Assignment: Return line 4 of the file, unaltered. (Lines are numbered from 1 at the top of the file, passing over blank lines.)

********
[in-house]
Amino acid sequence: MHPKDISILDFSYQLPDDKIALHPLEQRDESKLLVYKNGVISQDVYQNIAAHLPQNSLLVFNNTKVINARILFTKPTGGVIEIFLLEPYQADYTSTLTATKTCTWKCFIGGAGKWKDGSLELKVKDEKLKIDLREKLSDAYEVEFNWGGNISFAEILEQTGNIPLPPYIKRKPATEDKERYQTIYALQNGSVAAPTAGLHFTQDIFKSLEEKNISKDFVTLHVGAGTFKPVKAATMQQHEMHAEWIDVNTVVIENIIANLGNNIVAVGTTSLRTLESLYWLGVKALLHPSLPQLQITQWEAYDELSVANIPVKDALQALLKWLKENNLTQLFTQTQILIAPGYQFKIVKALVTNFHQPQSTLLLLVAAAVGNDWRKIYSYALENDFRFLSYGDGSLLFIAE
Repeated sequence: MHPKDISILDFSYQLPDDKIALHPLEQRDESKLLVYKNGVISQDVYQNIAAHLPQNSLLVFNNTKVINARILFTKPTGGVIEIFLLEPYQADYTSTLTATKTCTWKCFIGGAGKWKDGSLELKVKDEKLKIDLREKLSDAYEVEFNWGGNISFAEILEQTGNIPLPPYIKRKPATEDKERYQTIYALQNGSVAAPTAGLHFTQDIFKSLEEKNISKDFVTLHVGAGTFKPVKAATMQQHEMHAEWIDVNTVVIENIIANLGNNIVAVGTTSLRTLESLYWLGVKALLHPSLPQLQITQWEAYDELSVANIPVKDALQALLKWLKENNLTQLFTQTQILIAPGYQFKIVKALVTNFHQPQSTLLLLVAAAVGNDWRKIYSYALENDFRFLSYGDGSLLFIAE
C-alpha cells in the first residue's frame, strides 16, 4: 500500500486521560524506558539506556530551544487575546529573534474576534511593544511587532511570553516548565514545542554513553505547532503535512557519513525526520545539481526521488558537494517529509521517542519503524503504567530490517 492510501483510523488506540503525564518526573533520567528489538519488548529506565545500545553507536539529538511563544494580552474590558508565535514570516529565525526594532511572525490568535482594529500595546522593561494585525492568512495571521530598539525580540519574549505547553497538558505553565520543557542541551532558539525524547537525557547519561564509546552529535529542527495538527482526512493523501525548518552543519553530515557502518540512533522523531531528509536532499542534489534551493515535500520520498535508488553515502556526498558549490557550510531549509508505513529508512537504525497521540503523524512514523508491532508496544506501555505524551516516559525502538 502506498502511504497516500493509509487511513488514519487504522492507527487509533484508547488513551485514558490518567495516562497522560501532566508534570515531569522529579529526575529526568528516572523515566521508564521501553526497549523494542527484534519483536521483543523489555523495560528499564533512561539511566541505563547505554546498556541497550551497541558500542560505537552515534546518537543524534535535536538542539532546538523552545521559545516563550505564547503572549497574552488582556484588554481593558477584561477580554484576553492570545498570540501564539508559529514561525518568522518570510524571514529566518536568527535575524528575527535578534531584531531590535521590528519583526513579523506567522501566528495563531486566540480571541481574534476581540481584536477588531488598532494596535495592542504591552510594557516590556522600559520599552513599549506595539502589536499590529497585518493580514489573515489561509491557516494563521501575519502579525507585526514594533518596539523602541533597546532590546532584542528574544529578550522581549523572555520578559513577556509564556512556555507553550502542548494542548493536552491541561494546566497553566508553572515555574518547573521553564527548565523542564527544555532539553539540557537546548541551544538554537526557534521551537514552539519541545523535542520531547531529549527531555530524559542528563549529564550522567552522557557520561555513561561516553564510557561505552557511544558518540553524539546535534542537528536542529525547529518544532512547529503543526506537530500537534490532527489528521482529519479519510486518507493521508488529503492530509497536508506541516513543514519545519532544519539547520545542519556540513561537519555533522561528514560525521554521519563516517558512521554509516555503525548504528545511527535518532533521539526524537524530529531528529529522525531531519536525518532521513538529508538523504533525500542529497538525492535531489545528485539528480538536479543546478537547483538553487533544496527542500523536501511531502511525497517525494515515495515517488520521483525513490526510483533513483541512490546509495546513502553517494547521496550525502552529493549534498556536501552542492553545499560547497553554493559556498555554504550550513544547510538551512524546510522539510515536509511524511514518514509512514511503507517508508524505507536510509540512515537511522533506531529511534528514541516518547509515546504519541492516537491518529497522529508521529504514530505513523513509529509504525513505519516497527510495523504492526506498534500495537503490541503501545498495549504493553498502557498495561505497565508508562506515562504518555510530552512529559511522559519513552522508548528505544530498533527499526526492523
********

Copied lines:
C-alpha cells in the first residue's frame, strides 16, 4: 500500500486521560524506558539506556530551544487575546529573534474576534511593544511587532511570553516548565514545542554513553505547532503535512557519513525526520545539481526521488558537494517529509521517542519503524503504567530490517 492510501483510523488506540503525564518526573533520567528489538519488548529506565545500545553507536539529538511563544494580552474590558508565535514570516529565525526594532511572525490568535482594529500595546522593561494585525492568512495571521530598539525580540519574549505547553497538558505553565520543557542541551532558539525524547537525557547519561564509546552529535529542527495538527482526512493523501525548518552543519553530515557502518540512533522523531531528509536532499542534489534551493515535500520520498535508488553515502556526498558549490557550510531549509508505513529508512537504525497521540503523524512514523508491532508496544506501555505524551516516559525502538 502506498502511504497516500493509509487511513488514519487504522492507527487509533484508547488513551485514558490518567495516562497522560501532566508534570515531569522529579529526575529526568528516572523515566521508564521501553526497549523494542527484534519483536521483543523489555523495560528499564533512561539511566541505563547505554546498556541497550551497541558500542560505537552515534546518537543524534535535536538542539532546538523552545521559545516563550505564547503572549497574552488582556484588554481593558477584561477580554484576553492570545498570540501564539508559529514561525518568522518570510524571514529566518536568527535575524528575527535578534531584531531590535521590528519583526513579523506567522501566528495563531486566540480571541481574534476581540481584536477588531488598532494596535495592542504591552510594557516590556522600559520599552513599549506595539502589536499590529497585518493580514489573515489561509491557516494563521501575519502579525507585526514594533518596539523602541533597546532590546532584542528574544529578550522581549523572555520578559513577556509564556512556555507553550502542548494542548493536552491541561494546566497553566508553572515555574518547573521553564527548565523542564527544555532539553539540557537546548541551544538554537526557534521551537514552539519541545523535542520531547531529549527531555530524559542528563549529564550522567552522557557520561555513561561516553564510557561505552557511544558518540553524539546535534542537528536542529525547529518544532512547529503543526506537530500537534490532527489528521482529519479519510486518507493521508488529503492530509497536508506541516513543514519545519532544519539547520545542519556540513561537519555533522561528514560525521554521519563516517558512521554509516555503525548504528545511527535518532533521539526524537524530529531528529529522525531531519536525518532521513538529508538523504533525500542529497538525492535531489545528485539528480538536479543546478537547483538553487533544496527542500523536501511531502511525497517525494515515495515517488520521483525513490526510483533513483541512490546509495546513502553517494547521496550525502552529493549534498556536501552542492553545499560547497553554493559556498555554504550550513544547510538551512524546510522539510515536509511524511514518514509512514511503507517508508524505507536510509540512515537511522533506531529511534528514541516518547509515546504519541492516537491518529497522529508521529504514530505513523513509529509504525513505519516497527510495523504492526506498534500495537503490541503501545498495549504493553498502557498495561505497565508508562506515562504518555510530552512529559511522559519513552522508548528505544530498533527499526526492523